There's good news today as Microsoft just dropped a big list of names on the gaming community. Sadly, it wasn't a huge list of upcoming game releases, but it was news almost as good nonetheless. Yes, with winter seeming to never depart, and cold gripping much of North America, Microsoft dropped a big steamy ball of sunshine right into our midst by offering up a list of names in the ID@Xbox developers' pool, and the list is pretty big in its own right.
We've heard about the ID@Xbox program previously, the means by which independent developers could get in on the Xbox One
action, and those who got access to the program would not only receive two Xbox One development kits, but also a special Xbox One-only Unity Pro license and the ability to self-publish games, a development that would likely have been welcomed by Undead Labs back when “State of Decay” was more in a state of limbo than anything else.
But the early going was welcome enough, and some pretty big names in the indie field joined up like Double Fine, Crytek and Vlambeer of “Ridiculous Fishing.” Sounds great...but then the new list came out. A list packing in over 60 separate names, and some of them are even quite recognizable. We've got Vector Unit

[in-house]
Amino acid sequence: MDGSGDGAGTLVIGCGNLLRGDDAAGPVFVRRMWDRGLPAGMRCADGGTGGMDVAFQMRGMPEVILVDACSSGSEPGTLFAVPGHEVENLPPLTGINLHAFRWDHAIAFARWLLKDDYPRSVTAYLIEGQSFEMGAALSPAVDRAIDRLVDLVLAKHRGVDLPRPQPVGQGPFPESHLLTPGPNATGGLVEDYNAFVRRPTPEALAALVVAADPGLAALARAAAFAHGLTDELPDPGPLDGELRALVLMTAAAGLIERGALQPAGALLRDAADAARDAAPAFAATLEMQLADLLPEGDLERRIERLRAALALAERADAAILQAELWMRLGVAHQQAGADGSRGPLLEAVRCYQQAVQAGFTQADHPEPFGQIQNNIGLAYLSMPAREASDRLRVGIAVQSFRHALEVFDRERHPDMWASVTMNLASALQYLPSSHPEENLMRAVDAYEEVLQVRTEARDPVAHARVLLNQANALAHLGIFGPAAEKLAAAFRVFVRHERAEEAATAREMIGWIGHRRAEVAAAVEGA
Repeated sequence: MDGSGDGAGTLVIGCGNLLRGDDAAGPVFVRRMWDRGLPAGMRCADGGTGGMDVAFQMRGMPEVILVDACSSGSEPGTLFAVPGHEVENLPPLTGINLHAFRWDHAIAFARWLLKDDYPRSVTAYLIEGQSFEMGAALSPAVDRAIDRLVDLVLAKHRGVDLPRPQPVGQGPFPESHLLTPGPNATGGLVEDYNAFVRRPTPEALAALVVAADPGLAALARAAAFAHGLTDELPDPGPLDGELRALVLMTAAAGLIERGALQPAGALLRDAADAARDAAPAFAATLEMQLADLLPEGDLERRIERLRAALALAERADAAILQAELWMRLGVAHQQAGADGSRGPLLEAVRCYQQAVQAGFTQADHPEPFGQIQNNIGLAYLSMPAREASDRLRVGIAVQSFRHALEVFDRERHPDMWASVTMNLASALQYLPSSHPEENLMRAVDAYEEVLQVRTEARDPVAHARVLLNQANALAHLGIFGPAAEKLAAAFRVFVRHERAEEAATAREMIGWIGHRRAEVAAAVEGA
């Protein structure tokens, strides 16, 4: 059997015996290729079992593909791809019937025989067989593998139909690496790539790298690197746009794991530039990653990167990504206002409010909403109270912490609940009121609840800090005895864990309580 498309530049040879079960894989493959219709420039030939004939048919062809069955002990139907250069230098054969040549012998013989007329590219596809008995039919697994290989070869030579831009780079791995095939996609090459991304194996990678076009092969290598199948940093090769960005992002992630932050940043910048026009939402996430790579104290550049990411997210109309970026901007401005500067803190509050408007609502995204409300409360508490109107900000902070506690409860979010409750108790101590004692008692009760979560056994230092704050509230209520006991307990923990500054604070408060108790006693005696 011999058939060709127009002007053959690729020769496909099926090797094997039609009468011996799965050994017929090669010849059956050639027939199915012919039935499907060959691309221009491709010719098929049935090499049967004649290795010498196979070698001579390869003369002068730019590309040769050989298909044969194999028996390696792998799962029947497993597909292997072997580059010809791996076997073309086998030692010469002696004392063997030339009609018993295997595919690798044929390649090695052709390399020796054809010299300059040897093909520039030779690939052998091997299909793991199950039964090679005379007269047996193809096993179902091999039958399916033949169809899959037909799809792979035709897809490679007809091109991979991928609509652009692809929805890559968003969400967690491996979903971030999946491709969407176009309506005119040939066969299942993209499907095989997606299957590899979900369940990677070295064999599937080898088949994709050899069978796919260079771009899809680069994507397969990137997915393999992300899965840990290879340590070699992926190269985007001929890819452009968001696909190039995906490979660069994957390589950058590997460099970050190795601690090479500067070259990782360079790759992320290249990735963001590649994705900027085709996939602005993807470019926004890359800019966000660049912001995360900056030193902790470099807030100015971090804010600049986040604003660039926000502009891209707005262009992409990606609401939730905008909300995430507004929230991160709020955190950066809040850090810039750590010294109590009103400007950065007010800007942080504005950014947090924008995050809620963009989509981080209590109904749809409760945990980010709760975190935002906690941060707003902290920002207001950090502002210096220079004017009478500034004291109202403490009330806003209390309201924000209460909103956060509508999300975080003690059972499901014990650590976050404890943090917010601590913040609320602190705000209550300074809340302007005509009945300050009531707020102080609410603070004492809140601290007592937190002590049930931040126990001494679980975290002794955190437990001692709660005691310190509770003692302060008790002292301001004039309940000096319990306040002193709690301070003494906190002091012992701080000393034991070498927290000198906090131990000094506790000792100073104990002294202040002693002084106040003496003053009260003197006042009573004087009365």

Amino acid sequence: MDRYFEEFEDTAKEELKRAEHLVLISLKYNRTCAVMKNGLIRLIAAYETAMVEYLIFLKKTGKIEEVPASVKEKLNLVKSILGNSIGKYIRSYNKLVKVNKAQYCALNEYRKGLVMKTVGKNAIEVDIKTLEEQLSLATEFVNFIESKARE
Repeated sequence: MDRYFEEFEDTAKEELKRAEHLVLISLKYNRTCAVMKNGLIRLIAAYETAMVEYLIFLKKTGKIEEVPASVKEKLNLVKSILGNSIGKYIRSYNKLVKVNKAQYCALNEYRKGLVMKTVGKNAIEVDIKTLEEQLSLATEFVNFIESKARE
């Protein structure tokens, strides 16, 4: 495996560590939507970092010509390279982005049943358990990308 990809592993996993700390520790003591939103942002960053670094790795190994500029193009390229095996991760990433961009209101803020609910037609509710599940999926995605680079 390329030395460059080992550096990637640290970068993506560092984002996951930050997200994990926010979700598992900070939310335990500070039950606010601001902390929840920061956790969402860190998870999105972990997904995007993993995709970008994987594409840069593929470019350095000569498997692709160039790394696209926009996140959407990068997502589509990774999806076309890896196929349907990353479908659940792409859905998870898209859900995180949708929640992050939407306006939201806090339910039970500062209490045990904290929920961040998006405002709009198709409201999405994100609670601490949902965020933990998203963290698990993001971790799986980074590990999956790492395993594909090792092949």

, the guys who put together “Hydro Thunder,” which was one of my favorite arcade games that later became one of my favorite home racing games. How about The Behemoth
, the guys who made “Castle Crashers”? And if that doesn't catch your interest, well, maybe “Limbo”'s Playdead team will get a spark going.
There are scads more names where this lot came from, and suddenly, I'm feeling very optimistic vis-a-vis the Xbox One's fate. If these developers can get to turning out the games, and in rapid fashion, any of the fence-sitters out there who were holding out for better games may well have just lost one of the last props against pulling the trigger. Naturally, it's going to take some time before games start rolling out of these developers, but this is certainly good news all the same, especially for those Xbox fans who thought that Sony was absolutely killing it in terms of indie game appearances.
This may be a big move for Microsoft, but it all depends on how fast all these names can get the games rolling and in play. The sooner the better, certainly, but with an eye on quality nonetheless. More good quality games in play should help perk up Microsoft's numbers, and given the current state of the console war, Microsoft could use some reinforcements. And soon.